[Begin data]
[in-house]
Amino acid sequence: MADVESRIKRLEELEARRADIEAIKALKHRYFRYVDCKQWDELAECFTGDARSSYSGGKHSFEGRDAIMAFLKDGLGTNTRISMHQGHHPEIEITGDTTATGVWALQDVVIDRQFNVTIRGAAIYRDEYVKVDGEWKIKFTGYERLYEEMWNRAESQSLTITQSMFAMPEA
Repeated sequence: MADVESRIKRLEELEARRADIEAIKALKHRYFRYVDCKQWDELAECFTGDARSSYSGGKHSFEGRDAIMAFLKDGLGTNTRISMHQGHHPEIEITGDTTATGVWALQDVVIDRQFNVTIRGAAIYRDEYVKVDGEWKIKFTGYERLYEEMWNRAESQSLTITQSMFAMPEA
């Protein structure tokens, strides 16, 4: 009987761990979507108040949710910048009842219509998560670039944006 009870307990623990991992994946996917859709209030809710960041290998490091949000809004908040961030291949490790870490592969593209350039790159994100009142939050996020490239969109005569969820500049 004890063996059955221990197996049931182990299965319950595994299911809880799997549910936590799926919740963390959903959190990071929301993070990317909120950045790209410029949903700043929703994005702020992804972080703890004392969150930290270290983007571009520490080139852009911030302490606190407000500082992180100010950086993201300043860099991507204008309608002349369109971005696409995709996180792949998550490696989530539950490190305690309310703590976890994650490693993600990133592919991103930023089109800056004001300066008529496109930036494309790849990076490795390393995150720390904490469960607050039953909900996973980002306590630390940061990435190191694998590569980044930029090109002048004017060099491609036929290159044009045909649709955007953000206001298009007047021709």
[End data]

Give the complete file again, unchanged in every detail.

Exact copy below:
[in-house]
Amino acid sequence: MADVESRIKRLEELEARRADIEAIKALKHRYFRYVDCKQWDELAECFTGDARSSYSGGKHSFEGRDAIMAFLKDGLGTNTRISMHQGHHPEIEITGDTTATGVWALQDVVIDRQFNVTIRGAAIYRDEYVKVDGEWKIKFTGYERLYEEMWNRAESQSLTITQSMFAMPEA
Repeated sequence: MADVESRIKRLEELEARRADIEAIKALKHRYFRYVDCKQWDELAECFTGDARSSYSGGKHSFEGRDAIMAFLKDGLGTNTRISMHQGHHPEIEITGDTTATGVWALQDVVIDRQFNVTIRGAAIYRDEYVKVDGEWKIKFTGYERLYEEMWNRAESQSLTITQSMFAMPEA
């Protein structure tokens, strides 16, 4: 009987761990979507108040949710910048009842219509998560670039944006 009870307990623990991992994946996917859709209030809710960041290998490091949000809004908040961030291949490790870490592969593209350039790159994100009142939050996020490239969109005569969820500049 004890063996059955221990197996049931182990299965319950595994299911809880799997549910936590799926919740963390959903959190990071929301993070990317909120950045790209410029949903700043929703994005702020992804972080703890004392969150930290270290983007571009520490080139852009911030302490606190407000500082992180100010950086993201300043860099991507204008309608002349369109971005696409995709996180792949998550490696989530539950490190305690309310703590976890994650490693993600990133592919991103930023089109800056004001300066008529496109930036494309790849990076490795390393995150720390904490469960607050039953909900996973980002306590630390940061990435190191694998590569980044930029090109002048004017060099491609036929290159044009045909649709955007953000206001298009007047021709």